Policy uncertainty in advanced economies impacts Asia-Pacific growth

Policy uncertainty in advanced economies impacts Asia-Pacific growth  (Photo: Joris Oele)

Asia-Pacific economies have paid a heavy price for the uncertainty in economic and fiscal policies in the euro zone and the United States over the past five years. The Survey estimates this has involved a 3 per cent loss in Asia-Pacific GDP, equivalent to an output loss of $870 billion.

“In the past few years, the world economy has been characterized not only by lower growth but also by increased economic uncertainty. Near-term economic prospects have become more unpredictable, with sharp upward and downward revisions in growth projections. Policy uncertainty in developed economies is the main factor behind this environment,” says the Survey.

Uncertainty in advanced economies delays consumer spending and business expansion, tightens credit flow and triggers massive inflows and sudden outflows of foreign capital, especially in emerging Asia-Pacific economies.

Economic uncertainty has also increased within the Asia-Pacific region in recent years as evident in the volatility of daily stock market indices and the rapid destocking and restocking of inventories. Changes in inventories as a share of GDP were more pronounced during 2008-2009 in Malaysia, Republic of Korea, Thailand and Hong Kong (China).

Lower levels of economic volatility support growth by boosting market confidence and reducing bond market distress. In the Philippines, Turkey and Hong Kong (China), the estimated annual reductions in GDP caused by volatility linked to economic uncertainty in developed countries are found to range from 7 to 9 per cent. ESCAP analysis shows that a relatively modest improvement in market confidence and reduction in bond market distress can have a sizeable positive impact on GDP growth.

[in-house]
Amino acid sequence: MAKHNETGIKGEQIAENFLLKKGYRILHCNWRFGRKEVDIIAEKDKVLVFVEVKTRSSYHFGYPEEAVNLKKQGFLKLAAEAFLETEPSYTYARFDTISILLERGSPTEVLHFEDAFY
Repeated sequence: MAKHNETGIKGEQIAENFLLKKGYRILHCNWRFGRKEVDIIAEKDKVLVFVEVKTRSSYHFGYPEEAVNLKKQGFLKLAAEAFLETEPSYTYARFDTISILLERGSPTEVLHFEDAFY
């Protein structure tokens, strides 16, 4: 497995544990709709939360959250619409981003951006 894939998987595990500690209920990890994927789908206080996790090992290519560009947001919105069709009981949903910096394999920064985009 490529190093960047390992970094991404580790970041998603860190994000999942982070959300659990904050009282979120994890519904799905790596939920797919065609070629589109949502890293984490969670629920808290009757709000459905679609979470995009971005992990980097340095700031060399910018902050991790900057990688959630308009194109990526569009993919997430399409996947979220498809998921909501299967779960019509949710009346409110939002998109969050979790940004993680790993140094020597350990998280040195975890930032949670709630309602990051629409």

Governments can use countercyclical and proactive fiscal and supportive financial policies to offset the adverse impact of policy uncertainty in the developed world. Governments should design these policies in such a way that the measures also address long-term issues such as infrastructure shortages, including access to modern energy, preserving and improving skills of the workforce and other development deficits.

These country-level policy responses can strengthen market optimism and reduce financial risks. ESCAP estimates show that proactive fiscal and financial policies could, on average, reduce by 75 per cent, the economic output loss caused by policy uncertainty in developed countries and significantly moderate the resulting loss in employment.

Thus, an estimated 2.6 million jobs a year could be saved in China and as many 800,000 a year in the Russian Federation through proactive policies to counter the impact of economic policy uncertainty in developed countries.